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Federal grants help Waterloo brownfields cleanups

Federal grants help Waterloo brownfields cleanups

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WATERLOO -- The city will pump more federal dollars into cleaning up two abandoned east-side industrial sites as it holds out hope for new tenants.

Waterloo City Council members voted unanimously Monday to accept an agreement with the U.S. Environmental Protection Agency for $200,000 to clean up known underground contamination at the former Construction Machinery Co. site and Vinton and Glenwood streets.

A separate $50,000 EPA grant will allow further environmental assessments at the old Chamberlain Manufacturing complex at East Fourth and Esther streets, a former defense contracting firm shuttered in 1994.

Both grants come from EPA brownfields programs designed to encourage the reuse of old industrial sites which often sit empty and deteriorate when new businesses locate on the edge of communities -- or greenfields -- to avoid contamination risks, either real or perceived, at older locations. Waterloo officials are using the federal dollars to mitigate those risks and lure redevelopment.

CMC, which manufactured cement mixers until closing in 1993, was damaged by fires. Some $350,000 in federal grants helped the city demolish most of the buildings, but tests found a buried railcar of industrial solvents and other contamination on the land. The latest $200,000 grant, plus $40,000 of city staff time, will be used to clean up the contaminants.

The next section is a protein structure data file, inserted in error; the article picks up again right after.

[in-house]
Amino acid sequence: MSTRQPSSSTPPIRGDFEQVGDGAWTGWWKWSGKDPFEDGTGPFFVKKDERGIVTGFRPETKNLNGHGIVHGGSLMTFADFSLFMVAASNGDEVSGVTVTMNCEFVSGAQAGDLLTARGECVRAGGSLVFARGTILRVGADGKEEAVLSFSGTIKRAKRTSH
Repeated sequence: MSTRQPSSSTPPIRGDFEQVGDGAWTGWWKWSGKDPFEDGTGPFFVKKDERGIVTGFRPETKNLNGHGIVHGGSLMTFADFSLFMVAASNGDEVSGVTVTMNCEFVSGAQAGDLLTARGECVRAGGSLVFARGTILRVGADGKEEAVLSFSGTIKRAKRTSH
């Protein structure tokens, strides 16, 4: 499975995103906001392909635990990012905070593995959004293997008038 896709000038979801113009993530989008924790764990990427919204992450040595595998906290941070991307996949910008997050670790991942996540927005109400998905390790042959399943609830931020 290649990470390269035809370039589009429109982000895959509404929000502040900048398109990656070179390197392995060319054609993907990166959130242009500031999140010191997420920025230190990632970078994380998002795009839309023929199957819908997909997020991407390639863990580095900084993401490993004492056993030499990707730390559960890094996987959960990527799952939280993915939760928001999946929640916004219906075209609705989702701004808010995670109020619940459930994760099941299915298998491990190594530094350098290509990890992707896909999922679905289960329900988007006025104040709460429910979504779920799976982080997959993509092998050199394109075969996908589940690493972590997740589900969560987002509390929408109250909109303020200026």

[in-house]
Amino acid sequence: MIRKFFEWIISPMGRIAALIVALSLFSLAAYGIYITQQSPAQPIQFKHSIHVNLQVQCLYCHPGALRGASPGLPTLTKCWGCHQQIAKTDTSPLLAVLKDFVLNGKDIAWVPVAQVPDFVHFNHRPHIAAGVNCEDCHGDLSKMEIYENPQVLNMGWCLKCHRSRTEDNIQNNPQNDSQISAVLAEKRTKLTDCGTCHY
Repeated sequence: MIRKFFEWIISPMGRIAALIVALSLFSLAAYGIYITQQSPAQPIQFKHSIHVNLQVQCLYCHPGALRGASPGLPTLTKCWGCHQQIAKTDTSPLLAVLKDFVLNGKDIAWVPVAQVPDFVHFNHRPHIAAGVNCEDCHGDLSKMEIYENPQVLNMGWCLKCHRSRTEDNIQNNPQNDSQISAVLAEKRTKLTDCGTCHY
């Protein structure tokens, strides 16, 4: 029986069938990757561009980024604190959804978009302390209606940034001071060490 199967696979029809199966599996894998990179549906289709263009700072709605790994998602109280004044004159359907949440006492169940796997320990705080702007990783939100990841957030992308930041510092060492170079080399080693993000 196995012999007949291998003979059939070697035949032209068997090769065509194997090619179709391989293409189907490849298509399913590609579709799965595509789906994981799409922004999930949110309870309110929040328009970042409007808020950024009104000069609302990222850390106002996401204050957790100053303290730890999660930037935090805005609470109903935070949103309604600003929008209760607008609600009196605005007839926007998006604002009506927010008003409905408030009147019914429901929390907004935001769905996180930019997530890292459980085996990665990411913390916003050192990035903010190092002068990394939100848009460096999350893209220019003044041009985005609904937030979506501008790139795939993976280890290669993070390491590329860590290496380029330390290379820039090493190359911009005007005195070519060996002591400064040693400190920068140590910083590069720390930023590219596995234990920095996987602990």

"We don't know if that's going to be enough or not," said City Planner Noel Anderson. "Until they get in there and start doing it, we won't know how bad it is."

Anderson said there hasn't been much interest in the CMC site from potential developers. But there has been inquiries about a remaining building on the property, which is owned by an out-of-state investor.

Meanwhile, the city has been in discussions with the owners of the Chamberlain buildings about taking over the site. The latest $50,000 grant, which is on top of $300,000 received earlier, will continue the environmental assessment of the complex.

"We need to know what's there and the risk if the city would take ownership," Anderson said.

In other business, council members unanimously approved:

-- Rejecting all construction bids received for the Winn Street extension project to serve The CBE Group Inc. and Cedar Valley Medical Specialists projects, south of Tower Park. The earlier bids came in well above estimates, and City Engineer Eric Thorson said the bids had technical errors. Council members set a new bid opening date for Aug. 8.

-- Authorizing the Iowa Department of Economic Development to pursue recovery of a $30,000 loan made from the Community Economic Betterment Account program to Airgas-North Central, which state officials say defaulted on the loan agreement made in 1998. The city is not liable for the loss, but had to assign a promissory note to the IDED to allow the state agency to negotiate a settlement with the company.

Contact Tim Jamison at (319) 291-1577 or


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